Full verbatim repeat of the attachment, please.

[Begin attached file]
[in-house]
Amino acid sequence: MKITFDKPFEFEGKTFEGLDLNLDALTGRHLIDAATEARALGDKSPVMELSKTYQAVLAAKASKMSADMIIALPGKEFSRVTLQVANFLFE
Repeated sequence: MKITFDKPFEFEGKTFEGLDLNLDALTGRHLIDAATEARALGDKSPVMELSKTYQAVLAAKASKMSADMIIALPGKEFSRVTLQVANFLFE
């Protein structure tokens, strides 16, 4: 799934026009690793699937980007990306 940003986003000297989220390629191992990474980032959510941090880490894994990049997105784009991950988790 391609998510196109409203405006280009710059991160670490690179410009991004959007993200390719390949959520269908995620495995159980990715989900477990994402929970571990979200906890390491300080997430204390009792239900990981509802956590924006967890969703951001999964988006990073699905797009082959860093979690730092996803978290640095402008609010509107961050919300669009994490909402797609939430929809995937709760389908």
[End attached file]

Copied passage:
[in-house]
Amino acid sequence: MKITFDKPFEFEGKTFEGLDLNLDALTGRHLIDAATEARALGDKSPVMELSKTYQAVLAAKASKMSADMIIALPGKEFSRVTLQVANFLFE
Repeated sequence: MKITFDKPFEFEGKTFEGLDLNLDALTGRHLIDAATEARALGDKSPVMELSKTYQAVLAAKASKMSADMIIALPGKEFSRVTLQVANFLFE
């Protein structure tokens, strides 16, 4: 799934026009690793699937980007990306 940003986003000297989220390629191992990474980032959510941090880490894994990049997105784009991950988790 391609998510196109409203405006280009710059991160670490690179410009991004959007993200390719390949959520269908995620495995159980990715989900477990994402929970571990979200906890390491300080997430204390009792239900990981509802956590924006967890969703951001999964988006990073699905797009082959860093979690730092996803978290640095402008609010509107961050919300669009994490909402797609939430929809995937709760389908």